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Supreme Court Case Law for Families

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Victims Of Child Abuse Laws

 

Case Law for Families

Here are some snippets of case law that upholds the constitutional right to be a parent to one's children.

Troxel v. Granville, 530 U.S. 57, 120 S.Ct. 2054, 147 L.Ed.2d 49 (2000). - The Supreme Court stated "We have long recognized that a parent's interests in the nurture, upbringing, companionship, care, and custody of children are generally protected by the Due Process Clause of the Fourteenth Amendment. See, e.g., Meyer v. Nebraska, 262 U. S. 390, 399, 401 (1923); Pierce v. Society of Sisters, 268 U. S. 510, 535 (1925); Stanley v. Illinois, 405 U. S. 645, 651 (1972); Wisconsin v. Yoder, 406 U. S. 205, 232 (1972); Quilloin v. Walcott, 434 U. S. 246, 255 (1978); Parham v. J. R., 442 U. S. 584, 602 (1979); Santosky v. Kramer, 455 U. S. 745, 753 (1982); Washington v. Glucksberg, 521 U. S. 702, 720 (1997). As we first acknowledged in Meyer, the right of parents to "bring up children," 262 U. S., at 399, and "to control the education of their own" is protected by the Constitution, id., at 401. See also Glucksberg, supra, at 761 (Souter, J., concurring in judgment).

Santosky v. Kramer, 102 S Ct 1388; 455 US 745, (1982). - Even when blood relationships are strained, parents retain vital interest in preventing irretrievable destruction of their family life; if anything, persons faced with forced dissolution of their parental rights have more critical need for procedural protections than do those resisting state intervention into ongoing family affairs.

The Fourteenth Amendment’s Due Process Clause has a substantive component that “provides heightened protection against government interference with certain fundamental rights and liberty interests,” Washington v. Glucksberg, 521 U.S. 702, 720, including parents’ fundamental right to make decisions concerning the care, custody, and control of their children, see, e.g., Stanley v. Illinois, 405 U.S. 645, 651. Pp. 5—8.

There is a presumption that fit parents act in their children’s best interests, Parham v. J. R., 442 U.S. 584, 602;  As this Court explained in Parham:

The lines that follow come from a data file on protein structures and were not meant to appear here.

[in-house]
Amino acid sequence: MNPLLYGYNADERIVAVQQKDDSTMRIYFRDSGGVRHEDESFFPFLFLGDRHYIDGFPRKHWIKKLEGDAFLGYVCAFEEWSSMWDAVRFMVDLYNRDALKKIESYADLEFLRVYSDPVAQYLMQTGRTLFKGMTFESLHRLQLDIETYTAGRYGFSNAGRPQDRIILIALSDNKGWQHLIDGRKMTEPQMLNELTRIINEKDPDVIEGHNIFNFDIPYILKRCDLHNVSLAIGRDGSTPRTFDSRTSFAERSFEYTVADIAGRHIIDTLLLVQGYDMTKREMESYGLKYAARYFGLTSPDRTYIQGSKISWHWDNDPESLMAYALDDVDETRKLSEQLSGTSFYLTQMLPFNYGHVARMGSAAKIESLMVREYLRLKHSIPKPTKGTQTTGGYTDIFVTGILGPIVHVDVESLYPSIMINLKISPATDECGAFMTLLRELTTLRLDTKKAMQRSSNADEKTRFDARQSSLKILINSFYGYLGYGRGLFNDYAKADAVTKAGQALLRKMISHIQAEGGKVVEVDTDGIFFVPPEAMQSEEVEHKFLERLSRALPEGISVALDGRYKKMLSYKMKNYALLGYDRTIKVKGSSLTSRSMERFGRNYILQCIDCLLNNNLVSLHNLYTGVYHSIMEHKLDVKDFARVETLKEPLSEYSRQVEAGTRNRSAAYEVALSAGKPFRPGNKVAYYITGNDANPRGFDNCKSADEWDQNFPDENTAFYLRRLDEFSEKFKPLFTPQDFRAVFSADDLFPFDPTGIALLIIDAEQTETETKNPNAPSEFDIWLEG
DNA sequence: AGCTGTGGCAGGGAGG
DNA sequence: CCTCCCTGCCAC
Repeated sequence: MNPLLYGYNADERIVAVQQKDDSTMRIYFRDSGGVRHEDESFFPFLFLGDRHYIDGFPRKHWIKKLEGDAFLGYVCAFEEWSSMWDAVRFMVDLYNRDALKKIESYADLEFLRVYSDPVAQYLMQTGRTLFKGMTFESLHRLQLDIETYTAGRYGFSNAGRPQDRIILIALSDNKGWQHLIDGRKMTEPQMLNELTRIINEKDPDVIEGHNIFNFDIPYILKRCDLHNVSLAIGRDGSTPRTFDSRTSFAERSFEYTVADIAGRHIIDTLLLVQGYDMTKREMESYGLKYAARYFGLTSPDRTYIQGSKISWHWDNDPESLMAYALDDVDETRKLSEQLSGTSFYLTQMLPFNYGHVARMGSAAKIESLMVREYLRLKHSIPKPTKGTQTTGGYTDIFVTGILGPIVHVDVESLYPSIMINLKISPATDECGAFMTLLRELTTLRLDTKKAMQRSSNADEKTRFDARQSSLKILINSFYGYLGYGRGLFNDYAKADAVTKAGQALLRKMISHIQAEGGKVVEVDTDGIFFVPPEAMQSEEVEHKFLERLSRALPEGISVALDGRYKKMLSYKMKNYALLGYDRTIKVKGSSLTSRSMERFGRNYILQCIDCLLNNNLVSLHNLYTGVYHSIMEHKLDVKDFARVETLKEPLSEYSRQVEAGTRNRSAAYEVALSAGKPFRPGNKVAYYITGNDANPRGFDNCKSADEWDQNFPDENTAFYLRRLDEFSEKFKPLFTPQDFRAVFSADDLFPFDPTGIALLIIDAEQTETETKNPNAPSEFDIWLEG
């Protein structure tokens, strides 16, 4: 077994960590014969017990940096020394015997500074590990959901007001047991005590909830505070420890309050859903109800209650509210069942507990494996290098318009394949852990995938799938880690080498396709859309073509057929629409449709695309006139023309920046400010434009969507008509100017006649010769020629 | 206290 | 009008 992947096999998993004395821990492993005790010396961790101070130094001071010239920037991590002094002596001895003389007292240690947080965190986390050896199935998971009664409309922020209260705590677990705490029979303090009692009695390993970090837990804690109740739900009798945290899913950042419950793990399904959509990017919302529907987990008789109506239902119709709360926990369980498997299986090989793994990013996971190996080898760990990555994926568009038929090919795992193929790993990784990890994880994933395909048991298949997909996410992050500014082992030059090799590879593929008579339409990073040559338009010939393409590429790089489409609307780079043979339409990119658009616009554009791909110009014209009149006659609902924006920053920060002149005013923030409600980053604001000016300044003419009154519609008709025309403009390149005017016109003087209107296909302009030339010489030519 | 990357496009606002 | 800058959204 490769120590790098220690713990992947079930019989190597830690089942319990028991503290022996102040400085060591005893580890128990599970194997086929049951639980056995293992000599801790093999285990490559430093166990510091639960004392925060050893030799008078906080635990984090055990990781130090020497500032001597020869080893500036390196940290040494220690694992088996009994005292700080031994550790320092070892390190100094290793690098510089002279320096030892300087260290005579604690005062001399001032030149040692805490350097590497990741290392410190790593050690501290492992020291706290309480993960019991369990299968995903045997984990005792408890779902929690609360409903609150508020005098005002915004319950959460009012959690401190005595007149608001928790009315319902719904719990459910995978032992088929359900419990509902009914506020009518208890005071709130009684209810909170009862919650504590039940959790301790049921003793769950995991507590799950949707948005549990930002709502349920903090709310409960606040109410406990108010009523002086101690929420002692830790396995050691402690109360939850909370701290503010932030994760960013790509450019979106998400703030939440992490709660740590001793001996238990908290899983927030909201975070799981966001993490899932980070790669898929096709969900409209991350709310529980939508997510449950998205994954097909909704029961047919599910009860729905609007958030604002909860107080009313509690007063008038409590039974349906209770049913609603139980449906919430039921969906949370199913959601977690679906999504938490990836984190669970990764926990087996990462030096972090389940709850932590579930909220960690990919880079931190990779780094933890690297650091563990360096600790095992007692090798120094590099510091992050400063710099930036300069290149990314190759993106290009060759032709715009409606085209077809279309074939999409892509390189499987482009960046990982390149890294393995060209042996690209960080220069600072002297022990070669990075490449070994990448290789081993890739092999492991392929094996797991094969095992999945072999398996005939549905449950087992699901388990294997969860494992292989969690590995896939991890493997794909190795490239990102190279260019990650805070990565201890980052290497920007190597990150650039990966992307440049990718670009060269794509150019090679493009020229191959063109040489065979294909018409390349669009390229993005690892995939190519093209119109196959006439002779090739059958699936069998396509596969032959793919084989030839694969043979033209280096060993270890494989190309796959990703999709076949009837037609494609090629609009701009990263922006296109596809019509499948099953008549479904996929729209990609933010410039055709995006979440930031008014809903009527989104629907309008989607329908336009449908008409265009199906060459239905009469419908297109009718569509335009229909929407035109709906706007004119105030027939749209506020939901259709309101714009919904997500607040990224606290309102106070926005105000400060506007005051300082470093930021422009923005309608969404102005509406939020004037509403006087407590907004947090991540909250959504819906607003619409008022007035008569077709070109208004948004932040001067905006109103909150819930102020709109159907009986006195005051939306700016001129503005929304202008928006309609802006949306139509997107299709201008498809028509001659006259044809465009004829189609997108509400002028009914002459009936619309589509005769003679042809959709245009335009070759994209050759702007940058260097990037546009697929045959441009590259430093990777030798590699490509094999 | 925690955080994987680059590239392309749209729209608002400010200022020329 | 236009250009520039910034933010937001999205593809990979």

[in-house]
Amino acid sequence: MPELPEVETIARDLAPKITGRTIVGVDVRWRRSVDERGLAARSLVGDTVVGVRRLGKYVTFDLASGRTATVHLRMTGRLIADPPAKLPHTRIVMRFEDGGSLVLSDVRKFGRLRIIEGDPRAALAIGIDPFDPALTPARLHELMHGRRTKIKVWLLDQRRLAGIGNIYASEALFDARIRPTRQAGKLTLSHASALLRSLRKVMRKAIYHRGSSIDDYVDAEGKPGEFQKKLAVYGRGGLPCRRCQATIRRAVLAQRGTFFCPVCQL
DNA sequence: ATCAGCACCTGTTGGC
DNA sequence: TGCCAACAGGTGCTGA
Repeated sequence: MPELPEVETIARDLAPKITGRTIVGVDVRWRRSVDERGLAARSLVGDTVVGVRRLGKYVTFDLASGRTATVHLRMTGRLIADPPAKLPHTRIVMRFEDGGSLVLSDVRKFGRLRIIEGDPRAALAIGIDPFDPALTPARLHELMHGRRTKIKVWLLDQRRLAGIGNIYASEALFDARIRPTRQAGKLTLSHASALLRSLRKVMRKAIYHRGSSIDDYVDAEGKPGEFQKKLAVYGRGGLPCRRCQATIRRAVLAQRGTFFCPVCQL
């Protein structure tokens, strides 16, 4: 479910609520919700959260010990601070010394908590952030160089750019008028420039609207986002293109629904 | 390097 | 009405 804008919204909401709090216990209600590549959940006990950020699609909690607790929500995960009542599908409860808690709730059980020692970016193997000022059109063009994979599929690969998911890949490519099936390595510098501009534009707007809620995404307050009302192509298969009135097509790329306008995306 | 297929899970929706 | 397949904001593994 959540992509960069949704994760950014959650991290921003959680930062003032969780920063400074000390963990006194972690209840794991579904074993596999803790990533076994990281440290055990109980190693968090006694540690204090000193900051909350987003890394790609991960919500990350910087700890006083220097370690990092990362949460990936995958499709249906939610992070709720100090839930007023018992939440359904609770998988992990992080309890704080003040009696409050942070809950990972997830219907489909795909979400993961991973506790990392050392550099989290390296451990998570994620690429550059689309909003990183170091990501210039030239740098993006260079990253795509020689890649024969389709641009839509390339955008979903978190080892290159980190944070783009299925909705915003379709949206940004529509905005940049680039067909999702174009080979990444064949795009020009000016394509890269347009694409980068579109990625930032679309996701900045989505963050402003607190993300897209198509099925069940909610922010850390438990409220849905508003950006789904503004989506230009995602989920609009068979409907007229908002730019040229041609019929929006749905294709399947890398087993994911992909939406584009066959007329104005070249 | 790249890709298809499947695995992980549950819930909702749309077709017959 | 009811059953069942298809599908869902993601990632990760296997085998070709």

"[O]ur constitutional system long ago rejected any notion that a child is the mere creature of the State and, on the contrary, asserted that parents generally have the right, coupled with the high duty, to recognize and prepare [their children] for additional obligations. ... The law's concept of the family rests on a presumption that parents possess what a child lacks in maturity, experience, and capacity for judgment required for making life's difficult decisions. More important, historically it has recognized that natural bonds of affection lead parents to act in the best interests of their children." 442 U. S., at 602 (alteration in original) (internal quotation marks and citations omitted).

There is normally no reason for the State to inject itself into the private realm of the family to further question fit parents’ ability to make the best decisions regarding their children, see, e.g., Reno v. Flores, 507 U.S. 292, 304.

Thus, a balance must be reached between the fundamental right to the family unit and the state's interest in protecting children from abuse, especially in cases where children are removed from their homes. Miller v. City of Philadelphia, 174 F.3d 368, 373 (3d Cir.1999)

In balancing these competing interests, courts have recognized that a state has no interest in protecting children from their parents unless it has some definite and articulable evidence giving rise to a reasonable suspicion that a child has been abused or is in imminent danger of abuse. Croft, 103 F.3d at 1126.

 

BROKAW v MERCER COUNTY, 235 F.3d 1000 (7th Cir 2001)(2000)
"[O]nly where a child's life is in imminent danger or where there is immediate danger of severe or irreparable injury to the child's health (and prior judicial authorization is not immediately obtainable) may an official summarily assume custody of a child from his parents.").
The Court of Appeals, Manion, Circuit Judge, held that:

  1. seizure of child from his home was unreasonable under the Fourth Amendment;

  2. county sheriff and county probation officer who removed child from home were subject to individual liability;

  3. state judge who handled wardship proceedings had judicial immunity;

  4. four month separation following removal could be challenged under substantive due process clause;

  5. allegations were sufficient to state a procedural due process claim based on post-deprivation process;

  6. allegations were sufficient to state conspiracy claim under 1985; and

  7. recusal of district court judge for bias was not warranted.